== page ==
Key Features in the Latest Industrial Relations (Amendment) Act 2020

Key Features in the Latest Industrial Relations (Amendment) Act 2020

- Advertisement -Key Features in the Latest Industrial Relations (Amendment) Act 2020

The long-awaited Industrial Relations (Amendment) Act 2020 (Amendment Act) which was gazetted on 20thFebruary 2020 finally came into force on 1st January 2021. The enforcement however, does not include the provisions on sole bargaining rights and essential services amendments.

The Amendment Act introduces significant changes to several provisions and removed certain powers from the initial Act. Below are key features of the Amendment Act:

Unfair Dismissal

The Amendment Act introduces new sub paragraphs under Section 20 (unfair dismissal) to allow an employer and an employee to be presented by anyone except a lawyer during the conciliation process in the Industrial Relations Department, subject to the permission of the Director General. This will make the conciliation meetings more thoroughly discussed by represented parties.

Moreover, unfair dismissal complaints will no longer have to go through the Minister for it to be referred to Industrial Court. In other words, unfair dismissal cases that are not settled during the conciliation process at the Industrial Department will be referred to Industrial Court without filtration from the Ministry.

The Amendment Act now allows unfair dismissal cases to continue proceeding even after the death of the claimant. The Industrial Court are also allowed to provide back wages and/or compensation in lieu of reinstatement to the next-of-kin. Previously, each case is considered as a personal claim, therefore it will be automatically struck out upon the death of the claimant.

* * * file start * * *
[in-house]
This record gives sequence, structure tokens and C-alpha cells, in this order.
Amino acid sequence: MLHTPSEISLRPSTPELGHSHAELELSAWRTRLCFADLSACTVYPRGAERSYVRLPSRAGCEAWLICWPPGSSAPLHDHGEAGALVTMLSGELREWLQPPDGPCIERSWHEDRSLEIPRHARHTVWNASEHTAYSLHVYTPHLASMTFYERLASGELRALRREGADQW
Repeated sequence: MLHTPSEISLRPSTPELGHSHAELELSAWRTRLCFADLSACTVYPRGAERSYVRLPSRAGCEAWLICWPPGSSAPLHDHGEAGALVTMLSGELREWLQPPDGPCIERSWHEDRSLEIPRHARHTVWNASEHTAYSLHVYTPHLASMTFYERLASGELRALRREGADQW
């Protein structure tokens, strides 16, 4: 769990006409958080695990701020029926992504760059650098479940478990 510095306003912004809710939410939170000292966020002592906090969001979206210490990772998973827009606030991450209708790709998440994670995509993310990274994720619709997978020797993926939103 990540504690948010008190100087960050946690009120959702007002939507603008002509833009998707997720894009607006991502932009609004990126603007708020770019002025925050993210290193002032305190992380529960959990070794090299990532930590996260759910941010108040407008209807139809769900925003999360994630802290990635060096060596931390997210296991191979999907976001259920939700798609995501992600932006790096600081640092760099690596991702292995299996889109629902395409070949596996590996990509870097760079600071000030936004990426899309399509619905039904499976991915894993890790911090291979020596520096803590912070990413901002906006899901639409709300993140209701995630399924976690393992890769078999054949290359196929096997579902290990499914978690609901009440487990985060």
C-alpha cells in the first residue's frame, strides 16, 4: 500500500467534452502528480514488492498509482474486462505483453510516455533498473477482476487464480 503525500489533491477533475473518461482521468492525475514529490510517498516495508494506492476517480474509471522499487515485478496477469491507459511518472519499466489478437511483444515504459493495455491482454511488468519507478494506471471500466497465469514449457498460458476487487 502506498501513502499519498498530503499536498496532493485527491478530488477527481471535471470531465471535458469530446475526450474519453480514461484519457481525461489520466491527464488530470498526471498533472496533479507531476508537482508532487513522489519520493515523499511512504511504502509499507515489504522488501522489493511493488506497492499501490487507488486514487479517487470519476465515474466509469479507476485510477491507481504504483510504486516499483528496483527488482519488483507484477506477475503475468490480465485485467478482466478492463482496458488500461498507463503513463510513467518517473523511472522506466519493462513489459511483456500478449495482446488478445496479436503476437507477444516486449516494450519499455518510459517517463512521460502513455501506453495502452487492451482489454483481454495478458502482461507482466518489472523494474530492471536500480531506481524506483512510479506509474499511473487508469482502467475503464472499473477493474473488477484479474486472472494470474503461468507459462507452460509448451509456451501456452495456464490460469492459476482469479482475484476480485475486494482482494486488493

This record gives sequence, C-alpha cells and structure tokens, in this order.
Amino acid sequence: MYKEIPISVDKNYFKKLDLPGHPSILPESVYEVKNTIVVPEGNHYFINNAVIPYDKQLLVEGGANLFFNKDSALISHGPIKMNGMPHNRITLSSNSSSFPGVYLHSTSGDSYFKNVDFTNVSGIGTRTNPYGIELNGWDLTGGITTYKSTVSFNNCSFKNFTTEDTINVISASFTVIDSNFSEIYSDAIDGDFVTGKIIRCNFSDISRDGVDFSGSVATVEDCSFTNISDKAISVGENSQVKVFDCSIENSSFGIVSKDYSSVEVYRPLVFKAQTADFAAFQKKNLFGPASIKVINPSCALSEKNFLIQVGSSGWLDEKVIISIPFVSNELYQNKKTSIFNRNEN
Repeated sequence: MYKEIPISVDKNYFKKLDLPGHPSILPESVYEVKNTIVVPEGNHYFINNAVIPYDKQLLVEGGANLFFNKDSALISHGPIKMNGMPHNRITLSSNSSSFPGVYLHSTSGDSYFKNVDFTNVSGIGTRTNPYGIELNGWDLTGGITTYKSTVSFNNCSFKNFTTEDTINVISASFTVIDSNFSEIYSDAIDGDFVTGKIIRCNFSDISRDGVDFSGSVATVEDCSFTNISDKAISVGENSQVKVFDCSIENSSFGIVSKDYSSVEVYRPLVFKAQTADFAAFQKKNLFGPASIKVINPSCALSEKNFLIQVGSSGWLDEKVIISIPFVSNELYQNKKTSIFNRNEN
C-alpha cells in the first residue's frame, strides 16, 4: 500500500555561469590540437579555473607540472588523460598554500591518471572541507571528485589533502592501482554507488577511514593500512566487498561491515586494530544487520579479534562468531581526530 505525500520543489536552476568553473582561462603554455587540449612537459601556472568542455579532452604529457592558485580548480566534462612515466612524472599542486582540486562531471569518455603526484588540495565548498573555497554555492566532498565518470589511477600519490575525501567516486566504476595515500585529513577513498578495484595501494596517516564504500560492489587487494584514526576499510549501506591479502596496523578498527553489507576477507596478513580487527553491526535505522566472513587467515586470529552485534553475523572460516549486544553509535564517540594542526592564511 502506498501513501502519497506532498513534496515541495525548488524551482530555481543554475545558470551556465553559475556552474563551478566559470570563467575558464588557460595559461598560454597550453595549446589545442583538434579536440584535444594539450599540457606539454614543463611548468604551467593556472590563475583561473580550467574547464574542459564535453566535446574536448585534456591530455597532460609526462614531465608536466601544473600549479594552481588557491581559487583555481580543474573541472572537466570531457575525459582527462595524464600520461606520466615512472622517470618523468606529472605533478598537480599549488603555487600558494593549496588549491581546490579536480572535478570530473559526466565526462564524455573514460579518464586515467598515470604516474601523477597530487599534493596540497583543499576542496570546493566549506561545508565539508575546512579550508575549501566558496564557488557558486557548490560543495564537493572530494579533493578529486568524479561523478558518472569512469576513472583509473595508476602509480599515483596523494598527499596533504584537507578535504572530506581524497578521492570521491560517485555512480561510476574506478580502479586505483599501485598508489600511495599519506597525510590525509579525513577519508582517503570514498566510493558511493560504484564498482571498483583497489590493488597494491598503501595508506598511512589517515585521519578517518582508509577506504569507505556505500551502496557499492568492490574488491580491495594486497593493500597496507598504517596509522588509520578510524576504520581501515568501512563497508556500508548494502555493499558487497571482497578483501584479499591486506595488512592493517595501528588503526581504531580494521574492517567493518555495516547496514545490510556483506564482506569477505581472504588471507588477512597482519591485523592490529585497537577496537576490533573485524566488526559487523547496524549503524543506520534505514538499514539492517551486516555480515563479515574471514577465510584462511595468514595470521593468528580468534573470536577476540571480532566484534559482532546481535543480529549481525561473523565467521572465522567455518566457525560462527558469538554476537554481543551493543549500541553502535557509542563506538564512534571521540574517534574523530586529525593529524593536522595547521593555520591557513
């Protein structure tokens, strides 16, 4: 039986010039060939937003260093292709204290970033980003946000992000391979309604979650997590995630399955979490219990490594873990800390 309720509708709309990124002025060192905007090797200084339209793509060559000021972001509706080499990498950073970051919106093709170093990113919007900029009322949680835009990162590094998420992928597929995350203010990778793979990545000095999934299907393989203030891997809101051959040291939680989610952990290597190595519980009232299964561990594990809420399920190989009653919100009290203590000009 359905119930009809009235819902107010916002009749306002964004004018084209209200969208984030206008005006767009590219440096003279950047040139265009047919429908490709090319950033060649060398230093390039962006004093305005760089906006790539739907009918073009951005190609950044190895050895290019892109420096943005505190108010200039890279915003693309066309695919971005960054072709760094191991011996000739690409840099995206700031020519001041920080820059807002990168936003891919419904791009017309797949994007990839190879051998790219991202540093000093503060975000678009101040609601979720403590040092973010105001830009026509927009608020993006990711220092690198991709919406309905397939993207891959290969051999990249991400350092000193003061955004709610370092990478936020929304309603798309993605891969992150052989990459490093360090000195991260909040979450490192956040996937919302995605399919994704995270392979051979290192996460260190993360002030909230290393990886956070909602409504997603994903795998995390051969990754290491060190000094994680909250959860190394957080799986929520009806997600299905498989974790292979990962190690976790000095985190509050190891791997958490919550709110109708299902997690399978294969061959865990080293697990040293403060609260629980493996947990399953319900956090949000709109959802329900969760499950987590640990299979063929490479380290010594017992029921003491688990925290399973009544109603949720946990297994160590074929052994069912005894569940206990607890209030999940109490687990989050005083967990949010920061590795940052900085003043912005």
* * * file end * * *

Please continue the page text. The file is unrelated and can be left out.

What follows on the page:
The Amendment Act also allows next-of-kin of mentally disabled complainant to make an application at the High Court to obtain order for guard ad litem (Court appointed guardian) to represent the complainant.

Previously, unfair dismissal proceedings under the IRA are only entitled to private sector employees. The Amendment Act now extends the scope to claim for unfair dismissal to employees of statutory bodies. The scope of employees is prescribed by the Ministry in the gazette.

Industrial Court & High Court

The Amendment Act empowers the High Court to hear appeal cases from the Industrial Court in the same manner as hearing an appeal case for a Sessions Court decision. As such, the appeal application must be filed within 14 days from receiving the award. Previously, an aggrieved party may only file a judicial review which is limited to the decision-making process rather than full review of the substantive merits of the case.

This application does not abolish the application for a judicial review, however the High Court will more than likely to entertain appeal cases rather than a judicial review due to its speedy process and remedy.

The Industrial Court can now impose interest at the rate of 8% per annum or lesser, depending on the case and decision of the judges. The Amendment Act also increased the penalty for non-compliance to a fine not exceeding RM50,000.00.

The Amendment Act has now abolished the punishment of imprisonment term for offences relating to illegal picketing, strikes and lock-outs. However, it has increased the penalty for such offences to RM5,000.00

Conclusion

There are several other important provisions introduced in the Amendment Act that employers need to be aware of to be updated with the latest industrial practices i.e. Trade Union recognition processes, Ministerial powers and etc. Not to mention the saved provisions (not yet enforceable) which would bring a huge impact to the industrial relations and litigation practices in Malaysia in the near future.

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